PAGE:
Pennant is a village in the parish of Llanbadarn Trefeglwys, Ceredigion, West Wales. The village stands on the B4577 four miles east of Aberaeron and three miles south of Llanon.
There are several walks and rights of way close to Pennant including walks in the Arth Valley and the coastline at Aberarth which connects to the All Wales Coastal Path some two miles away as the crow flies.
Close by are the ruins of Dinerth Castle, once consisting of a motte and bailey, that is located on a promontory between the River Arth and its tributary, the Nant Erthig.
The castle has a troubled history, changing hands many times in medieval times before being razed completely in the early 13th Century.
The village boasts a fine chapel, Pennant Chapel, a local store and Post Office. For many years the Ship Inn public house was the centrepiece of the village however this has now reverted to a private dwelling.
In the 19th Century the counties of Ceredigion (Cardiganshire as it was then known) and Montgomeryshire played a prominent role in the emigration to America, as part of the movement of Welsh religious independents to break away from the established Church of England.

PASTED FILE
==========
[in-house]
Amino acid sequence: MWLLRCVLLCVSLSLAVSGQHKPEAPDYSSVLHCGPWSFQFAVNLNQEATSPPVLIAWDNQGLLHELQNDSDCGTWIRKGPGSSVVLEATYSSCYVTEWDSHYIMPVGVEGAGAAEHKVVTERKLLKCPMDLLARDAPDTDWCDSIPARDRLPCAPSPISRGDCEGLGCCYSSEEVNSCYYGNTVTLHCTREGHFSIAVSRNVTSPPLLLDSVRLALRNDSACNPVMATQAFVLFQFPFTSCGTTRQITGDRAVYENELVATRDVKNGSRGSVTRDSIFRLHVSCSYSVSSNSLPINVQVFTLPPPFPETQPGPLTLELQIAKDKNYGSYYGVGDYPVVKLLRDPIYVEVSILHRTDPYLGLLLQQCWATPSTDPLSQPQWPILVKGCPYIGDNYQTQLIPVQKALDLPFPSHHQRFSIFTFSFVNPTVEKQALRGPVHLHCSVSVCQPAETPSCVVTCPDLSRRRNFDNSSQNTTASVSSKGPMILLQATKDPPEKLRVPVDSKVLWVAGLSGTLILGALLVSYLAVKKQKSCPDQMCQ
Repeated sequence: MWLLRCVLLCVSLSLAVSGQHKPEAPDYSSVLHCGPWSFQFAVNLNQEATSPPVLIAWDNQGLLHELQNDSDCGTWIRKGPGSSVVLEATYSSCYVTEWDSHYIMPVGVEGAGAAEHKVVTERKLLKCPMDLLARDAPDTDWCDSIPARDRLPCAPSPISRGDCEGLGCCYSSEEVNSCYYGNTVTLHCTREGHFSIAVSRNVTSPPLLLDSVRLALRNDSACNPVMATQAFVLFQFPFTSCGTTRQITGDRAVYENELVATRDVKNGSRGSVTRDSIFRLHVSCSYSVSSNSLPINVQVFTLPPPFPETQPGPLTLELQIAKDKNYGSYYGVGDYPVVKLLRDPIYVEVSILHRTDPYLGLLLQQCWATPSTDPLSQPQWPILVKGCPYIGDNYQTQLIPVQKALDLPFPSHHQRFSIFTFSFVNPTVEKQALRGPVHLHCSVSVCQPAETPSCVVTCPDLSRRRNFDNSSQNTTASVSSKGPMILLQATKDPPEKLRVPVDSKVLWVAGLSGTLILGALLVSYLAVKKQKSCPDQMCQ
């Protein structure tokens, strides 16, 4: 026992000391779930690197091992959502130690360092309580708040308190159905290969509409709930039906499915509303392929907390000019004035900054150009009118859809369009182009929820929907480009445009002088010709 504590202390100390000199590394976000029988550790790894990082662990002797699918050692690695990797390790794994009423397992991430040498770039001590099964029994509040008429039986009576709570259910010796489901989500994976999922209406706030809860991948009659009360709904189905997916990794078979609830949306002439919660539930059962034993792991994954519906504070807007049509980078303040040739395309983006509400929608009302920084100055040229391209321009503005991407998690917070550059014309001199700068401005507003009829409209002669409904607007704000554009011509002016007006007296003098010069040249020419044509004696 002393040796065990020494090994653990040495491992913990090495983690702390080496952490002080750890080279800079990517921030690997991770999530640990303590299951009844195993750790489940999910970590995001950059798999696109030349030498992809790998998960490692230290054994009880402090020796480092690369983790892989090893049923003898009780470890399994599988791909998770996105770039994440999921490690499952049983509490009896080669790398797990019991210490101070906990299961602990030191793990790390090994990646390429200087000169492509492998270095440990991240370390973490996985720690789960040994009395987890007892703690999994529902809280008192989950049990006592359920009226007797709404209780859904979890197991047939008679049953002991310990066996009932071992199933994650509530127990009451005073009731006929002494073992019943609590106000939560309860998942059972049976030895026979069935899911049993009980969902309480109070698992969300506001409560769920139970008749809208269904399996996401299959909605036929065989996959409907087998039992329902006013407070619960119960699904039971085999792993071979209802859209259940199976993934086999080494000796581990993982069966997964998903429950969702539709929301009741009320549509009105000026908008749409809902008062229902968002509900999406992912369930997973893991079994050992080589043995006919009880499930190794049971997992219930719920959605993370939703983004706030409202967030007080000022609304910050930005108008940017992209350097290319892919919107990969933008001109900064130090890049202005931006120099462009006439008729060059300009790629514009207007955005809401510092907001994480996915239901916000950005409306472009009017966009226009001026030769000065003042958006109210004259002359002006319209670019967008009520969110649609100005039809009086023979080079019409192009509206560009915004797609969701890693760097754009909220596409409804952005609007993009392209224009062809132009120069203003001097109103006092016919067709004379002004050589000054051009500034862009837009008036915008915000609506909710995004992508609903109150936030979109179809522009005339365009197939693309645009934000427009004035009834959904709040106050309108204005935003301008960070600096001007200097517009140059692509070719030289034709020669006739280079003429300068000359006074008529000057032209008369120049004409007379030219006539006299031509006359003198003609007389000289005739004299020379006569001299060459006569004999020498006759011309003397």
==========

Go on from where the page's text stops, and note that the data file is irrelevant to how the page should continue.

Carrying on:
A large proportion of these emigrants settled in Ohio, particularly in the rural farming communities of Paddy's Run (now Shandon), Gomer and Venedocia. The two most prominent emigrants were Edward Bebb and Ezekiel Hughes, who settled in Butler County, Ohio near Paddy's Run. Edward Bebb's son, William, became governor of the State of Ohio.
The first Welsh people to reach Jackson and Gallia counties in southeast Ohio were led by John Jones, Tirbach, the owner of the Ship Inn in the village of Pennant. These settlers reached America in 1818, and during the following two decades over 3,000 emigrants followed them from the rural villages of central Ceredigion.
The original group of settlers became quite well-known and they are still referred to as the 1818 Welsh. By writing home the emigrants succeeded in influencing other families from the districts around Pennant to follow them.
Following the second World War it is said that some of their descendants paid a visit to Pennant and took back with them the sign from the Ship Inn.